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Home News Massive fish kill in Mulberry Fork River under investigation (Cullman, AL.)

Massive fish kill in Mulberry Fork River under investigation (Cullman, AL.)

Massive fish kill in Mulberry Fork River under investigation (img: WBMA)

by Stoney Sharp, WBMA, ABC 3340

The river park is one of Martha Salomaa’s favorite spots in the small town of Sipsey.

“People come to fish. They recreate here. People eat these fish,” the Sipsey native explained.

Now, the fish that call Sipsey Fork River home are in danger. ABC 33/40 News found hundreds of dead fish floating in the water.

“We’ve been to various access points. Up the river, more towards Mulberry Fork in Hanceville there’s quite a collection of dead fish in the brush,” Salomaa explained.

According to Alabama’s Division of Wildlife and Freshwater Fisheries, early reports show up to 800,000 gallons of waste water spilled from the Tyson Farms Inc. River Valley Ingredients plant in Hanceville on Thursday. The bad water poured into the Mulberry Fork River before moving downstream to the Sipsey Fork River. Monday, the Alabama Department of Environmental Management released the following statement:

The Department has conducted water quality testing downstream of the release. In addition, the Department has been in contact with the Alabama Department of Conservation and Natural Resources (ADCNR) which is assessing the extent of the fish kill, and will be providing its report to the Department. The Department has also been in contact with the facility regarding their response to the release. ADEM is in the process of gathering all of the information and reviewing the data that has been collected. Recent water quality data obtained by ADEM indicates that the dissolved oxygen has improved in Mulberry Fork since the release.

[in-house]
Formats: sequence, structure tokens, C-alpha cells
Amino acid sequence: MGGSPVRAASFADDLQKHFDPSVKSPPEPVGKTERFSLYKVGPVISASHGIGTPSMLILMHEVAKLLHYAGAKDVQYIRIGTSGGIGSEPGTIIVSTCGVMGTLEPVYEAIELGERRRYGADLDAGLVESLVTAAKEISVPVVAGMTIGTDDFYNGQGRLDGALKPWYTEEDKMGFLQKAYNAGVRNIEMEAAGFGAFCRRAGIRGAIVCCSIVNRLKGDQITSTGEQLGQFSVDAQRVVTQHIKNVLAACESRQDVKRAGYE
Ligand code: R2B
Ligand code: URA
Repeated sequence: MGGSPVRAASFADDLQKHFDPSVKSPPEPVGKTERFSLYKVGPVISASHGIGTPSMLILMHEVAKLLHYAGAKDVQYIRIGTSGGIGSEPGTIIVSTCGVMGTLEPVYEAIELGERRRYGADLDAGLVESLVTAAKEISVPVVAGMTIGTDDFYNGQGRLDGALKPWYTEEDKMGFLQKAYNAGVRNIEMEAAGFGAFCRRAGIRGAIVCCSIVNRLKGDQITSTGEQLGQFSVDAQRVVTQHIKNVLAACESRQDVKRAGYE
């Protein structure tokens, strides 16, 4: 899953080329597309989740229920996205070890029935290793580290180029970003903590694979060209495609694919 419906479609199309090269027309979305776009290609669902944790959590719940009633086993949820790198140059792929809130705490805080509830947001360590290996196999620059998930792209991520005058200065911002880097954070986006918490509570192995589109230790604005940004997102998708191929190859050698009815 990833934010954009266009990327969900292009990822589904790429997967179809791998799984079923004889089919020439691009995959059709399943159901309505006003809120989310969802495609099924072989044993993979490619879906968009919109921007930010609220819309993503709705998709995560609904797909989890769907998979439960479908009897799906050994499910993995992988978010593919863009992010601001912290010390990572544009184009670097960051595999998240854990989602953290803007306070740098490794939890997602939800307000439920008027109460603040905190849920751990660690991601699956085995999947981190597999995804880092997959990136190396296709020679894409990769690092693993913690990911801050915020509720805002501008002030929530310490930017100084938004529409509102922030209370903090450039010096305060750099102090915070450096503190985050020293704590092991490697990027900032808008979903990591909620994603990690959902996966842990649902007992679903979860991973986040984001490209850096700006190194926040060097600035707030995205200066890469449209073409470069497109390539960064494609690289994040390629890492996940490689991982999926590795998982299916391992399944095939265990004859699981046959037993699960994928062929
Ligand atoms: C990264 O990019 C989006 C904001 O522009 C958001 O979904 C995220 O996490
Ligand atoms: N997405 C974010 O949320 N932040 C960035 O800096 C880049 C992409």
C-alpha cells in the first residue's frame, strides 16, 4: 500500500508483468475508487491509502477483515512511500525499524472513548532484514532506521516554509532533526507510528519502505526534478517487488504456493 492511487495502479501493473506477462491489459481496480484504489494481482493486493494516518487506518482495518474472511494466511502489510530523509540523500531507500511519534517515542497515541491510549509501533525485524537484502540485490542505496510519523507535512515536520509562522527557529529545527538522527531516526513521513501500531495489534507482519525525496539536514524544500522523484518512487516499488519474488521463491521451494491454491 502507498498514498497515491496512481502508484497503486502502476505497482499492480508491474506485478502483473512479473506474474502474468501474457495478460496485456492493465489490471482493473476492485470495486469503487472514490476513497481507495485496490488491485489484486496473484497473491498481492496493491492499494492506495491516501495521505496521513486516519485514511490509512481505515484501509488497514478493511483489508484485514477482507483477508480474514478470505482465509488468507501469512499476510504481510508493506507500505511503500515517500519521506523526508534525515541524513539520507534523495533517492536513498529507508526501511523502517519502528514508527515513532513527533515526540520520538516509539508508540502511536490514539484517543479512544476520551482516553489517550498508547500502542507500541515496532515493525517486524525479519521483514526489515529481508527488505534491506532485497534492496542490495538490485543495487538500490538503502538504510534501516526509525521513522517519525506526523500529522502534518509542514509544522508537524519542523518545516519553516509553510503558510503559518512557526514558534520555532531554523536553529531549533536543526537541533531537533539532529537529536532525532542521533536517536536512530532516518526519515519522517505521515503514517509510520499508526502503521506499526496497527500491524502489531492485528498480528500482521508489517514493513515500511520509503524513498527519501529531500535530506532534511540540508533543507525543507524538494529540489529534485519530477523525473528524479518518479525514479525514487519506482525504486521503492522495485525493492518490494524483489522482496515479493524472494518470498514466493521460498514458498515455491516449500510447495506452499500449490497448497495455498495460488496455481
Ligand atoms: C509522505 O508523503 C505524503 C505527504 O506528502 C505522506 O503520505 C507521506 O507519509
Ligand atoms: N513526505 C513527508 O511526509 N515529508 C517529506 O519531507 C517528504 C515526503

The Black Warrior Riverkeeper told ABC 33/40 News, in 2016, the same facility (then operated by American Proteins, Inc.) was fined for killing 40,000 fish after 900 gallons of acid spilled into the river.

“This facility seems to have issues with infrastructure, maintenance and upkeep so they keep having these so called accidents. A $19,000 fine isn’t even a slap on the wrist,” said Riverkeeper Nelson Brooke.

Tyson Foods said Thursday’s spill was caused by pipe failure. In an abundance of caution, they’re asking the public to avoid recreating in the Mulberry Fork River until further notice.

We deeply regret the incident on the Mulberry Fork, near Hanceville, Alabama. We are working to make things right, and have an environmental contractor onsite and in the waterways, actively working on clean-up and the collection of fish impacted by this incident. Our core values include serving as stewards of the environment — in Alabama and every community where we operate — and we take that obligation seriously. Our focus is to deal with the issue at hand, so it’s too early to speculate on our longer-term remediation efforts, but we want the community to know we will be considering several opportunities.

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